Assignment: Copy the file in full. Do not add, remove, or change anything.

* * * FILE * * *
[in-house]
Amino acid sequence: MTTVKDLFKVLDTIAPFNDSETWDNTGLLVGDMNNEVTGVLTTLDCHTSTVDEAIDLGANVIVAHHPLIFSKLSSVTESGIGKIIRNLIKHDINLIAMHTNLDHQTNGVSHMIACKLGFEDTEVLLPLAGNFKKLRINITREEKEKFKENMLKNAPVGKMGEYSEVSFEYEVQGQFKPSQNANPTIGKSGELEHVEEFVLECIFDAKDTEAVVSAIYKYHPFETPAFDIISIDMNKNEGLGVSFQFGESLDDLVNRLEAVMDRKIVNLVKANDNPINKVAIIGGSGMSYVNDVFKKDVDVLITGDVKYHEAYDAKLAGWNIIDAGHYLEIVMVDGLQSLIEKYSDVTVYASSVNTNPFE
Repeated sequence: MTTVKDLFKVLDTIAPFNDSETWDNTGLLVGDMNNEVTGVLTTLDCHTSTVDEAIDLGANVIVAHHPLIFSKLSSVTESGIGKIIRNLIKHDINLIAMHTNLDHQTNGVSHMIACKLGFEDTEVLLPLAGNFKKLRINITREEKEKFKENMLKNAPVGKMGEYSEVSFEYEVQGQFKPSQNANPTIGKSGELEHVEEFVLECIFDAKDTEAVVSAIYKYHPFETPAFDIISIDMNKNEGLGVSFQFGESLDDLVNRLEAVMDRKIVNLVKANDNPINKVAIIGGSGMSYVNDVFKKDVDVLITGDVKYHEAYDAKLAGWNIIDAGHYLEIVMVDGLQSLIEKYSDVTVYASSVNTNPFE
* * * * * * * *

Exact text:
[in-house]
Amino acid sequence: MTTVKDLFKVLDTIAPFNDSETWDNTGLLVGDMNNEVTGVLTTLDCHTSTVDEAIDLGANVIVAHHPLIFSKLSSVTESGIGKIIRNLIKHDINLIAMHTNLDHQTNGVSHMIACKLGFEDTEVLLPLAGNFKKLRINITREEKEKFKENMLKNAPVGKMGEYSEVSFEYEVQGQFKPSQNANPTIGKSGELEHVEEFVLECIFDAKDTEAVVSAIYKYHPFETPAFDIISIDMNKNEGLGVSFQFGESLDDLVNRLEAVMDRKIVNLVKANDNPINKVAIIGGSGMSYVNDVFKKDVDVLITGDVKYHEAYDAKLAGWNIIDAGHYLEIVMVDGLQSLIEKYSDVTVYASSVNTNPFE
Repeated sequence: MTTVKDLFKVLDTIAPFNDSETWDNTGLLVGDMNNEVTGVLTTLDCHTSTVDEAIDLGANVIVAHHPLIFSKLSSVTESGIGKIIRNLIKHDINLIAMHTNLDHQTNGVSHMIACKLGFEDTEVLLPLAGNFKKLRINITREEKEKFKENMLKNAPVGKMGEYSEVSFEYEVQGQFKPSQNANPTIGKSGELEHVEEFVLECIFDAKDTEAVVSAIYKYHPFETPAFDIISIDMNKNEGLGVSFQFGESLDDLVNRLEAVMDRKIVNLVKANDNPINKVAIIGGSGMSYVNDVFKKDVDVLITGDVKYHEAYDAKLAGWNIIDAGHYLEIVMVDGLQSLIEKYSDVTVYASSVNTNPFE